Marikana a sad tale of a betrayed working class

Children play on the Koppie in Marikana using plastic bottles to slide down after the 6th anniversary commemoration service to remember the 34 mineworkers who were killed in 2012.
Children play on the Koppie in Marikana using plastic bottles to slide down after the 6th anniversary commemoration service to remember the 34 mineworkers who were killed in 2012.
Image: Thulani Mbele

Last week the nation paused to remember Marikana. As with every commemoration since that massacre in 2012, the government has failed to be part of the event, let alone organise an official gathering to recognise the importance of that day.

Marikana has become a political football. The Association of Mineworkers and Construction Union has appropriated the day and frames it annually as a reminder of how the ANC government and its alliance partners failed the workers at Lonmin, in particular, and the people of Marikana in general.

Marikana is a microcosm of a sad tale of the deferred dream and betrayed promise of a new South Africa where all would be equal and all would be free. It is a glaring example of how the political leadership can disregard the citizens of this country rather than to cross the strong arm of the capitalist and corporatist powers that be.

It is ironic that the new dawn coined by President Cyril Ramaphosa, a man who is inextricably linked to the tragedy, did not rise over Marikana as a symbol of change he has promised under his leadership.

In truth, promises of change and of realising the ideal of an inclusive and equal society, everything that the colonial and apartheid states were not, will remain hollow for good reason. South Africa is a constitutional democracy. South Africa is also a capitalist society.

The two function on contradictory logics.

Democracy espouses political equality, the protection of rights, broad participation wherein every citizen has an equal opportunity to influence decision-making as well as the value of accountability that denotes that those who hold power are answerable to the citizenry.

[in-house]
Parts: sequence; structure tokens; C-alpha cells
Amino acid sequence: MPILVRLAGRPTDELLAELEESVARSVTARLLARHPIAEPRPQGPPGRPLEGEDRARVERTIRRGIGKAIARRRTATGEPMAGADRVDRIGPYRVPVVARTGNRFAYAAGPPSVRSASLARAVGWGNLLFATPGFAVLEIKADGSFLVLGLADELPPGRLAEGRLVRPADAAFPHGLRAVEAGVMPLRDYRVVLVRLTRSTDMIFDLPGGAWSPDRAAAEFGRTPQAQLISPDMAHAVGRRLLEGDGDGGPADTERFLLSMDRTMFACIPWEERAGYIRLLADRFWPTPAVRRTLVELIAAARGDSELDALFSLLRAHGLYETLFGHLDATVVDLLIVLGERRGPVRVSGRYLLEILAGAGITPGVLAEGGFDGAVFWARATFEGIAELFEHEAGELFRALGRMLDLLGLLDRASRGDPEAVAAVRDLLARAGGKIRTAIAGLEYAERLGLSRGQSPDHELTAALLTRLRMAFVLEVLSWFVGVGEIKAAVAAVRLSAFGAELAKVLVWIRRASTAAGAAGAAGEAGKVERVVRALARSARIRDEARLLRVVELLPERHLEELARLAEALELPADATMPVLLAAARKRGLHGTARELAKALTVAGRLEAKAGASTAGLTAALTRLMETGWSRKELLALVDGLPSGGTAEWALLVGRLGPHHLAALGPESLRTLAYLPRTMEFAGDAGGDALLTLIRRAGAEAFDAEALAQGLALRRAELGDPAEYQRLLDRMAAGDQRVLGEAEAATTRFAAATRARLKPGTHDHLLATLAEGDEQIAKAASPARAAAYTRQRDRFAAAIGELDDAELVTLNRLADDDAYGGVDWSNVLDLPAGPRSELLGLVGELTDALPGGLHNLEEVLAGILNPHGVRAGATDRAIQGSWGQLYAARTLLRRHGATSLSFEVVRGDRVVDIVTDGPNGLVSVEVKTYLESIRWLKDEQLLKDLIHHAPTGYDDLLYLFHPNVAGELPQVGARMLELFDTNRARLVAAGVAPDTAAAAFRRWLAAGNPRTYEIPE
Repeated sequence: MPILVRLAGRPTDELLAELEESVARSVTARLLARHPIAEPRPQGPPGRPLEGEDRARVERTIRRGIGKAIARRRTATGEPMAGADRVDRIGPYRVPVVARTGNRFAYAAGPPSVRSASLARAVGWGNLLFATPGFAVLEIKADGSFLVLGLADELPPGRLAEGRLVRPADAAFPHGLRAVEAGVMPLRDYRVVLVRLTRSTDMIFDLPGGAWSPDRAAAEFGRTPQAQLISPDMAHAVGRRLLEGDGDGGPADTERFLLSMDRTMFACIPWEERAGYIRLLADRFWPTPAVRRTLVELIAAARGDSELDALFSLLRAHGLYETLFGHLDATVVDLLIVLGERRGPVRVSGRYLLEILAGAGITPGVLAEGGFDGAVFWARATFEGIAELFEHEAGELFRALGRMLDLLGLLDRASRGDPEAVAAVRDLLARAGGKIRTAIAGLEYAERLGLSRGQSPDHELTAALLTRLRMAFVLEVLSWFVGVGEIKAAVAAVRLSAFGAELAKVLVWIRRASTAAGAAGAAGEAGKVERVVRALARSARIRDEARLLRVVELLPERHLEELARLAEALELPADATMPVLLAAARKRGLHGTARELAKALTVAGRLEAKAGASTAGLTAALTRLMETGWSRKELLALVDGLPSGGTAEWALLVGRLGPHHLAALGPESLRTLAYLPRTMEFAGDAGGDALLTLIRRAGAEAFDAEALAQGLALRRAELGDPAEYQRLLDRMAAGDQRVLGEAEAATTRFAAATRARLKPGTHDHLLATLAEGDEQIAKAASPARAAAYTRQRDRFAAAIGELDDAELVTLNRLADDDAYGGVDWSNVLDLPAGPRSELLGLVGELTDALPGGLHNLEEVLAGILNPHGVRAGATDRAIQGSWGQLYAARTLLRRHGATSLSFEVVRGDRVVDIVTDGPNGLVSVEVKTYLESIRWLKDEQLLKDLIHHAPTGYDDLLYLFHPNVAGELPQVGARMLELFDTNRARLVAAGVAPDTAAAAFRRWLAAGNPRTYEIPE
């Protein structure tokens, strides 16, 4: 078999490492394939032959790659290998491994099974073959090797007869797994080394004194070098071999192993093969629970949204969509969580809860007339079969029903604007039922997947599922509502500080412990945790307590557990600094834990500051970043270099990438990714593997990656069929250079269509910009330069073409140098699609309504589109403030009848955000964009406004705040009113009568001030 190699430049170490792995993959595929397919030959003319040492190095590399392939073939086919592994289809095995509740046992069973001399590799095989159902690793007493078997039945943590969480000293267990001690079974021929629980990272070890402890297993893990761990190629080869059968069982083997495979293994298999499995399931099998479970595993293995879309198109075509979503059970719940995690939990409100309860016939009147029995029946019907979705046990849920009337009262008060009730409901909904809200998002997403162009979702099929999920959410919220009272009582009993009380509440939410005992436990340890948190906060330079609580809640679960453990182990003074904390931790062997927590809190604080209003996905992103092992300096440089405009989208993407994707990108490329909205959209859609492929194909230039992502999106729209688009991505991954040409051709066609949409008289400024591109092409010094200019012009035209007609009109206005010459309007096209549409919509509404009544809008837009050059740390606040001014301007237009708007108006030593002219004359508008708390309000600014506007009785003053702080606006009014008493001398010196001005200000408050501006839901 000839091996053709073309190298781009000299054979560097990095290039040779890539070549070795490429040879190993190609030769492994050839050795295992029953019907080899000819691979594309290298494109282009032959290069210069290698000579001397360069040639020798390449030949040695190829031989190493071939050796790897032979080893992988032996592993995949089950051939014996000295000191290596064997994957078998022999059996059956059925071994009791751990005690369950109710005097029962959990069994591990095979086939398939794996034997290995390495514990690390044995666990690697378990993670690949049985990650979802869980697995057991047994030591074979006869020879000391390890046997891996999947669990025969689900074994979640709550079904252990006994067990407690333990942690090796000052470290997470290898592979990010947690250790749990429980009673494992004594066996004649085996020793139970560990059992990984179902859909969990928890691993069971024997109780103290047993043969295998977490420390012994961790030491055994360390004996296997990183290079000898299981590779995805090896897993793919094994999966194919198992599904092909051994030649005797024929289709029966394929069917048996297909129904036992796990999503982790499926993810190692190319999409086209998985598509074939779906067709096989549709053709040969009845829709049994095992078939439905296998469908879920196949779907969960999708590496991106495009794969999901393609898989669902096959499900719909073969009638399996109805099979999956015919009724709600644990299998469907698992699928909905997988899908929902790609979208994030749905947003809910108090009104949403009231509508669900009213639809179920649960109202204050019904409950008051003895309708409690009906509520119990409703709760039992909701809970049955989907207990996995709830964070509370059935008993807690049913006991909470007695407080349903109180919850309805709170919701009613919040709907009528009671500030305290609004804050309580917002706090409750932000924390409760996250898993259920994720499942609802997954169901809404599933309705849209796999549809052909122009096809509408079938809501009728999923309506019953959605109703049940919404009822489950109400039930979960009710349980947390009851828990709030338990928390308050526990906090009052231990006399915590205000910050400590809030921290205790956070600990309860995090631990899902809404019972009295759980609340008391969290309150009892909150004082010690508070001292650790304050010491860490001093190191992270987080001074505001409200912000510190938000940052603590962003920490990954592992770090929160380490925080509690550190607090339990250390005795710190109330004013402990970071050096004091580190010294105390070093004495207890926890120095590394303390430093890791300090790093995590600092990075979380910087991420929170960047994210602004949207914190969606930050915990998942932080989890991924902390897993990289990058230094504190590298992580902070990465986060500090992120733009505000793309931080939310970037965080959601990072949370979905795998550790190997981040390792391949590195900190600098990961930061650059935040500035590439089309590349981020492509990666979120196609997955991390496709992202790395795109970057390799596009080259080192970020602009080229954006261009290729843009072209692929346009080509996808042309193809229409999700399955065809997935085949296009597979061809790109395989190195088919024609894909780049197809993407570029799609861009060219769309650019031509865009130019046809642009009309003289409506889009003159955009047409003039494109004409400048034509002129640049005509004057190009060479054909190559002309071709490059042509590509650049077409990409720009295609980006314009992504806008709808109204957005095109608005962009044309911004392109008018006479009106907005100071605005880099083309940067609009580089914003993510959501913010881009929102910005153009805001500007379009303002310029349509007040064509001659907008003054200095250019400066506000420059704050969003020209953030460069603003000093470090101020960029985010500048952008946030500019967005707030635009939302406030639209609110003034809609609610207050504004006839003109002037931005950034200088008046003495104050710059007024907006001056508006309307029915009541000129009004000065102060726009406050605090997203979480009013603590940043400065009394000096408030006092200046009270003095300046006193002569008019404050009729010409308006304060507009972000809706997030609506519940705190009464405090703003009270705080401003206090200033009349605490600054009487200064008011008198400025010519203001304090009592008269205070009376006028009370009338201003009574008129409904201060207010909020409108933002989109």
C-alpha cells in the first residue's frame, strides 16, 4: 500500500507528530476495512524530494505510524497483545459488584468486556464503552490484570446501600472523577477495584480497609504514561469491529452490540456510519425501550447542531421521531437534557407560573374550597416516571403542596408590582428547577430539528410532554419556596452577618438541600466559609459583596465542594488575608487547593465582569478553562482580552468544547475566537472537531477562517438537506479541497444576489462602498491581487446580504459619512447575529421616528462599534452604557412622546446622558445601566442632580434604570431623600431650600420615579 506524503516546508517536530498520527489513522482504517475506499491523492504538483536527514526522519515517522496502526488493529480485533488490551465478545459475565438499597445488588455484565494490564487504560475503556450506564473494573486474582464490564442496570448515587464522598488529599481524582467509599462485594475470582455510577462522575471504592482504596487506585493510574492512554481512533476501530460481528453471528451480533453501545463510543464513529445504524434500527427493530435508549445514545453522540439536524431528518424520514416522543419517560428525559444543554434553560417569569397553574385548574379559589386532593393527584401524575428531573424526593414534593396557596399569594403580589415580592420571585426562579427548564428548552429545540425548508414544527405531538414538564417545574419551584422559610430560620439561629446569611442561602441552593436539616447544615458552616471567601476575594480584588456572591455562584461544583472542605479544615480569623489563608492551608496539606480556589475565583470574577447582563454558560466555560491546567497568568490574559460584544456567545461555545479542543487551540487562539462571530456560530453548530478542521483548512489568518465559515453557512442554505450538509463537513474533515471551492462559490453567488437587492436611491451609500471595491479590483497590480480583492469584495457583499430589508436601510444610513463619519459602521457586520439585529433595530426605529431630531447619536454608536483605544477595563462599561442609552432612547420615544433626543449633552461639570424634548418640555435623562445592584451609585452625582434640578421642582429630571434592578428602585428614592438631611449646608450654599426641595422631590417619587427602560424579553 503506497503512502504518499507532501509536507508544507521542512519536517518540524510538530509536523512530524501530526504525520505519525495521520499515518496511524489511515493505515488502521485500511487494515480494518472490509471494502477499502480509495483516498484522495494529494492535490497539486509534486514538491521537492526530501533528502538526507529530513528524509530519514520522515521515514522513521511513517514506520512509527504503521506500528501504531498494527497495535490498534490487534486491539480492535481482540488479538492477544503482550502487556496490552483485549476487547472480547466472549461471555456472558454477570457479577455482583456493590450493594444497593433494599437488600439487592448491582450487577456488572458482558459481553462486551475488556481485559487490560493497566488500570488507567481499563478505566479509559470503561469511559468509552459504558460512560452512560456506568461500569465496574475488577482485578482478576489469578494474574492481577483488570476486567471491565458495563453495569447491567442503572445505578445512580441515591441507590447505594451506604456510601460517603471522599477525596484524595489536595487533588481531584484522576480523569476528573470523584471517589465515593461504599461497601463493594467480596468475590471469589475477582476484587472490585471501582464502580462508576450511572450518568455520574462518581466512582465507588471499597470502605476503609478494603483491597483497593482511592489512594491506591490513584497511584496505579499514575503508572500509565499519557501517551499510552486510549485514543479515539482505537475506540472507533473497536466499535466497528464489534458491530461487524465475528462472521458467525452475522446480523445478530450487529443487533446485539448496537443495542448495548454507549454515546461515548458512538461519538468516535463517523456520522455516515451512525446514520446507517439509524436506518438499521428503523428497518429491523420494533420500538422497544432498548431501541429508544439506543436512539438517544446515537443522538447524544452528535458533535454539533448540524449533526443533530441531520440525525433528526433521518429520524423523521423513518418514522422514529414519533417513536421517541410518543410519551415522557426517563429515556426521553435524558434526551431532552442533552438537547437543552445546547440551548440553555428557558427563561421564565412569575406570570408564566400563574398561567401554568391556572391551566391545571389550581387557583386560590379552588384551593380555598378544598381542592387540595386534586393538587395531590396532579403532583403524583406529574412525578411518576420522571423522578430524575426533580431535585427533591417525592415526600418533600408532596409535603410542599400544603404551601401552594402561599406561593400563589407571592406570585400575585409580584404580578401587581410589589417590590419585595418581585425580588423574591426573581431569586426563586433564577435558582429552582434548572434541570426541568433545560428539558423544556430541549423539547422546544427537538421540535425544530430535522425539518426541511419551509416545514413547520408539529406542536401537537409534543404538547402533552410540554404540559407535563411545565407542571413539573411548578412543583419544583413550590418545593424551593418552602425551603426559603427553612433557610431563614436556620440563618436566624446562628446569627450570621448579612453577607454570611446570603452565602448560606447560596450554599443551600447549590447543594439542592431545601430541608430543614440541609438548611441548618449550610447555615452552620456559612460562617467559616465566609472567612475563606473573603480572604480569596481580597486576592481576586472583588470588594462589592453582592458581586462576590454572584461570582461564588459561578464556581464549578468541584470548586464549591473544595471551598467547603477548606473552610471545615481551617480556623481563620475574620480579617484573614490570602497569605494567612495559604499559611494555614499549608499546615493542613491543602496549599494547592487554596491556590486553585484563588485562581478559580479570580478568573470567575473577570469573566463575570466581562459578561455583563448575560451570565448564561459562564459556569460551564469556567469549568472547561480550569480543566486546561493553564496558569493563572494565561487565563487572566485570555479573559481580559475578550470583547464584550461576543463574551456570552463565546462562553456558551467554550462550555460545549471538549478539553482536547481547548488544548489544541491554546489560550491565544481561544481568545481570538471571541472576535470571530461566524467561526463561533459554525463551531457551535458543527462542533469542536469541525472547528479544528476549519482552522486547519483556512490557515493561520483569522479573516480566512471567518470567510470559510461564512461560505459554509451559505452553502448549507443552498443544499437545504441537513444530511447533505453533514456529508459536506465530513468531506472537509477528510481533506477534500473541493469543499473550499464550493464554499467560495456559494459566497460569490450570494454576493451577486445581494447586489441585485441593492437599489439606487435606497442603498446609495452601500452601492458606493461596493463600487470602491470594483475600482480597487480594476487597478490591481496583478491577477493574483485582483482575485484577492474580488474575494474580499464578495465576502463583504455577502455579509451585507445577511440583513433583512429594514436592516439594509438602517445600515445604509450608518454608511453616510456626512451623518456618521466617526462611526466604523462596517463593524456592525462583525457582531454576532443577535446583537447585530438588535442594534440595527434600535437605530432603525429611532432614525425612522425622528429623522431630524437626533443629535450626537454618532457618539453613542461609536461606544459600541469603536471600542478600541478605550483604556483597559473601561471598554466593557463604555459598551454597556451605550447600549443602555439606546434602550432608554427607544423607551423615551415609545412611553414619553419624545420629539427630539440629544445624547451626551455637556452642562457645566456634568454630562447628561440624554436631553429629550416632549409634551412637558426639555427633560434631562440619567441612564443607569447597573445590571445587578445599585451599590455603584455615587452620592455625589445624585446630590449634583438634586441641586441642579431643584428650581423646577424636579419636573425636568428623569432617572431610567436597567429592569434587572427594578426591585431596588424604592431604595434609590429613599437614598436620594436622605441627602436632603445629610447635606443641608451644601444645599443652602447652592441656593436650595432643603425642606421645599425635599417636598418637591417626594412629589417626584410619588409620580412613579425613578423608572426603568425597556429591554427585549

Capitalism operates on the profit motive and on the principle of rewarding individual prowess, a preference for the free market with the belief that it is able to distribute the proceeds of the system efficiently, giving to each what they deserve.

In truth, the capitalist logic results in inequality. It is not an impartial system which accrues benefits and privileges meritoriously.

As Sampie Terreblanche puts it in his book Lost in Transformation (2012): "Capitalism attempts to maximize efficiency and profit through merciless competition in a free market system in which the strong, skilful, and property owner wins, and the weaker and less cunning lose."

It therefore stands to reason that "it is the task of a democratically elected government to attempt to reconcile the conflicting 'logics' of democracy and capitalism, but also to reconcile the 'power' with which democratic governments and capitalist institutions exert themselves".

Marikana demonstrated how South Africa's democratically elected government has failed drastically to act as a check on the capitalist logic.

The scenes that played themselves out at Marikana six years ago illustrated so vividly that capitalist corporations remain a dominant force over political authority in a "new" South Africa.

As Terreblanche notes further: "There has never been a political-economic system in place in South Africa in which the political side of the dual system was powerful enough [and representative enough] to restrain the capitalist/ corporatist side effectively enough or hold it accountable to ensure that the general wellbeing of society would be promoted.

"Relatively small capitalist/corporatist elite groups were always powerful enough to promote their narrow corporate class interests."

The political leadership in South Africa has instead of breaking the trend been content with being co-opted in this system of elite accumulation at the expense of the weak and the poor.

While the livelihoods of the capitalist and political elite have seen improvement in the past two decades, it is the marginalised workers at Marikana and other mines and industries across the country, and the masses of unemployed, who continue to suffer exploitation and exclusion.

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